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Three Black and disabled folx (a non-binary person in a power wheelchair, a femme leaning against a wall, and a non-binary person standing with a cane) engaged in conversation. All three are outdoors and in front of a building with two large windows.

BY Leo Hynett

Healthcare

Life with Symptomatic Sickle Cell Trait

Distilled Post met with Mwape Miller to discuss life with symptomatic Sickle Cell Trait and the challenges of getting her voice heard.

OCTOBER 26  2021

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Mwape Miller is an author, artist, traveller, cook, and music lover. She is also someone with symptomatic Sickle Cell Trait (SCT).

Sickle Cell Disease (SCD) is a group of inherited health conditions that affect red blood cells. It causes some cells to take on a sickle shape, which can result in restricted blood flow and severe pain that can last for days. SCT is where people inherit one sickle cell gene and one normal gene – they carry the trait, but do not typically experience symptoms. 

However, in some cases, people with SCT can experience the extremely painful episodes known as Sickle Cell crises. In her book Symptomatic: Life of A Sickle Cell Carrier, An Invisible Disability – My Story, Mwape explores the challenges of having SCT and being symptomatic.

For a long time, Mwape struggled with having her experience taken seriously. In fact, people in her community who had personal experience of SCD noticed what she was going through long before it was picked up by professionals. Mwape experienced lengthy and recurring pain crises, subsequent struggles with her mental health, and challenges surrounding her fertility. Despite this, because her experience does not fit the conventional boxes available, she struggled to be heard.

People with SCD often struggle with having their needs understood by healthcare professionals. This can vary from not getting adequate pain medication to deadly errors in care. For Mwape, someone with an even more misunderstood experience of Sickle Cell crises, having her voice heard became even more complicated.

Spotting the patterns

‘I journal a lot which helped me reflect on everything. All these symptoms, the headaches, the crises that lasted for months, and how I was feeling mentally would go hand in hand. So I started noticing that there was a pattern and I just thought, oh my gosh, this is what I’ve gone through my whole life.’

‘It’s clearly affected my menstrual cycle all my life,’ Mwape commented, and she isn’t alone in this: 37% of people with SCD who have periods experience crises every time. ‘I looked back and read things that I wrote when I was a lot younger and thought, “all the triggers are there, I just never realised them”.’

Since joining Eleven Health – the first person with Sickle Cell Trait to do so – Mwape has been able to easily identify these patterns as they occur:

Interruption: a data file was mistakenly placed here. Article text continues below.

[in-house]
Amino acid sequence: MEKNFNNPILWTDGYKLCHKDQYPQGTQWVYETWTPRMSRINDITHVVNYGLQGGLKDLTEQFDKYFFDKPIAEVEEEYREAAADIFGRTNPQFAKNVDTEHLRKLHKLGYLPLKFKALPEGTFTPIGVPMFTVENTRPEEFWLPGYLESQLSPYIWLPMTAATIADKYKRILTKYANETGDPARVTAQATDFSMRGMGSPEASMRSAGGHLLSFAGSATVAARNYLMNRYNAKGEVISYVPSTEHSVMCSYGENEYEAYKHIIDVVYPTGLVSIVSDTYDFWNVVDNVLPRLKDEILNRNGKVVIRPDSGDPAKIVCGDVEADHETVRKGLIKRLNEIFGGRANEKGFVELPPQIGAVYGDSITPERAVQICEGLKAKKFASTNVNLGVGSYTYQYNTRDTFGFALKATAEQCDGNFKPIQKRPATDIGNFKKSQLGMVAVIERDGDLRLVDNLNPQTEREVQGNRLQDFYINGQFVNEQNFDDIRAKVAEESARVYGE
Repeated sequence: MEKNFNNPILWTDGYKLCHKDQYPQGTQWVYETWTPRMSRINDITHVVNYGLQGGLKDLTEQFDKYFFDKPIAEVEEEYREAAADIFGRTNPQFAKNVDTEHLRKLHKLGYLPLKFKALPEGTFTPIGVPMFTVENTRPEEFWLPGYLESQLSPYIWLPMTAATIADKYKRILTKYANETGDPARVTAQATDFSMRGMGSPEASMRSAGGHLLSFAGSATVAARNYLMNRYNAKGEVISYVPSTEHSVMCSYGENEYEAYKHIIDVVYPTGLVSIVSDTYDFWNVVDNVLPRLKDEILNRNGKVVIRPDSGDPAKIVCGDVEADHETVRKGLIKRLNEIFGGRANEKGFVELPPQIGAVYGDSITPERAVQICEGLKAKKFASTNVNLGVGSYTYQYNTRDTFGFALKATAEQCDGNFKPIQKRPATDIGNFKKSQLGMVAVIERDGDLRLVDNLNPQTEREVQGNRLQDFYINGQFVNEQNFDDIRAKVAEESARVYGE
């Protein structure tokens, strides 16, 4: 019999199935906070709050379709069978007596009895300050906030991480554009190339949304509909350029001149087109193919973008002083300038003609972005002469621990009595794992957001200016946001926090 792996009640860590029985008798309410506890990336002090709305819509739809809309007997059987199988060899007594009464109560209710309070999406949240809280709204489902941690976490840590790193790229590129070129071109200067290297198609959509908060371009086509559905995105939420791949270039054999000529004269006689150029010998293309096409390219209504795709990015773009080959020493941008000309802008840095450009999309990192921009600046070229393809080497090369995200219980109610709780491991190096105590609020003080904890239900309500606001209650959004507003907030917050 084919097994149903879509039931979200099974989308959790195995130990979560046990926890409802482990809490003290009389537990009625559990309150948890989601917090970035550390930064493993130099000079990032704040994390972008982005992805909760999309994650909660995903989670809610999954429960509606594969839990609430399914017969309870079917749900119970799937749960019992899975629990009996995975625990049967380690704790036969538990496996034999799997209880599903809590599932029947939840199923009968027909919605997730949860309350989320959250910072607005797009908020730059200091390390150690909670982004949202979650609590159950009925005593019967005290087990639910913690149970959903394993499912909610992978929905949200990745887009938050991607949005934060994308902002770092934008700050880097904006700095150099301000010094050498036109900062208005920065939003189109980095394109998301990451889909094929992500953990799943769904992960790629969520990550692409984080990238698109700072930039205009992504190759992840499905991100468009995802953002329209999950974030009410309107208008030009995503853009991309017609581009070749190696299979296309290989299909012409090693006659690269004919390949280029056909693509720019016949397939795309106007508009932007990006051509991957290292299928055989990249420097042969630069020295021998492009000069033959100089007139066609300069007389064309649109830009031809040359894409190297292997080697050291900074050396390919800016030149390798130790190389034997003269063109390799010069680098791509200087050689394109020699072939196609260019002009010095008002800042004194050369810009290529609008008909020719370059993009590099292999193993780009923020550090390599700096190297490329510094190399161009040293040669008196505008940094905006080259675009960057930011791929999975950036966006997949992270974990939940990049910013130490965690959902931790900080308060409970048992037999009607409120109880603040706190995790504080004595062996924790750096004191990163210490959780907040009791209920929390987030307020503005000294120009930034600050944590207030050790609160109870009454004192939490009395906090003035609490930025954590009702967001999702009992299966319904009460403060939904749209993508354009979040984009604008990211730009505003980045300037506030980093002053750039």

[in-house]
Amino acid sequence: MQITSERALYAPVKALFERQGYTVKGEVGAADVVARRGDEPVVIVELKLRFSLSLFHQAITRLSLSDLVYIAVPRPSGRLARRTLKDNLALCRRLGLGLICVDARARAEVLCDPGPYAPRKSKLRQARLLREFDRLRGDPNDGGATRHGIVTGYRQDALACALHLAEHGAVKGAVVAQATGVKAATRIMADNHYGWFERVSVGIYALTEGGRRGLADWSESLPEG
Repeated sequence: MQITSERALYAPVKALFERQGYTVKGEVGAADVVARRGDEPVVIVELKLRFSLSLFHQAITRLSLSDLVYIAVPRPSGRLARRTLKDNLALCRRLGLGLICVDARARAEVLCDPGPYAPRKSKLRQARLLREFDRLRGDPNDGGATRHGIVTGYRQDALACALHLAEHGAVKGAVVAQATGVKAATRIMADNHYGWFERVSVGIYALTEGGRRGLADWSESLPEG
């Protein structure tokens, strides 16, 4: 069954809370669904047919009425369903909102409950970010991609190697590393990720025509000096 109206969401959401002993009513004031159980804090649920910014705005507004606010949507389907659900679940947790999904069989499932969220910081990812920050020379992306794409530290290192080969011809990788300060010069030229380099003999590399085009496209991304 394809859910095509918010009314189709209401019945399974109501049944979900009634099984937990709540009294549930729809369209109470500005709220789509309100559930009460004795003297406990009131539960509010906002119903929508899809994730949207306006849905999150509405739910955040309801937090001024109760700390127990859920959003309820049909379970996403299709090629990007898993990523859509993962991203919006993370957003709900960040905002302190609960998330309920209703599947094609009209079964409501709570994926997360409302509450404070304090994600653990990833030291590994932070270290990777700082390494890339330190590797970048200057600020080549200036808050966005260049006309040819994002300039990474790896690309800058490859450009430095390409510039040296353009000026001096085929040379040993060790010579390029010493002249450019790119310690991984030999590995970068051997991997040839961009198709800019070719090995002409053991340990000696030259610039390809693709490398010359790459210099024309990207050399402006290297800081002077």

‘I’ve been able to monitor my sleep patterns because I know how I feel when I don’t have enough rest. I’m doing a lot better, I’m able to track my mobility as well, my exercise, my pain levels. I’m tracking my oxygen levels as well, and my pain levels and my oxygen levels seem to coincide a lot. Last year when I was having headaches and blackouts, I believe that was where my oxygen levels are dropping, but I didn’t have the means of tracking it at the time.’

‘Now that I’m able to actually see the evidence: I’m able to screenshot the readings and get the report as well. So when I’m telling haematology and my GP what I experience, there’s evidence in black and white that backs up my story. Eleven has really helped in that respect.’

 

Creating community

‘Finding others in the community, especially Chanel from the Eleven team who has been such a lifesaver, has been amazing. On other forums I joined for sickle cell patients, nobody wanted to know and I felt like I didn’t have a right to be there because I ‘just’ have SCT, and yet I suffer. It’s been great to be heard.’

‘I experience a lot of stigma. People say things like “you don’t look ill” and “you can’t possibly be in any pain”, and I think a lot of people with Sickle Cell experience that. We learn to be strong because we have to be.’

Mwape works in mental health, so a lot of the people around her mostly understand when she’s struggling, but they don’t quite understand her experience. ‘I did two or three sessions with a mental health counsellor who just didn’t get it. He was great, he was lovely, but he just didn’t know the pain of sickle cell, and I thought, well, that’s pointless.’

It’s hard for anyone who does not have experience of Sickle Cell to truly understand the effects it has on someone’s mental health. This is why Eleven provides consultations with therapists who understand the unique challenges and pressures of life with Sickle Cell.

‘I’ve had some terrible experiences with health professionals, but also some great ones; I had an amazing counsellor from the Sickle Cell and Thalassemia service in Leeds who went above and beyond, she checked on me outside work hours, and still checks in to this day.’

 

 

Mwape runs a group for people with symptomatic SCT, runs an SCT YouTube channel, and holds regular Zoom discussions to amplify symptomatic voices. For more information or to find out more about her books you can reach out to her here.

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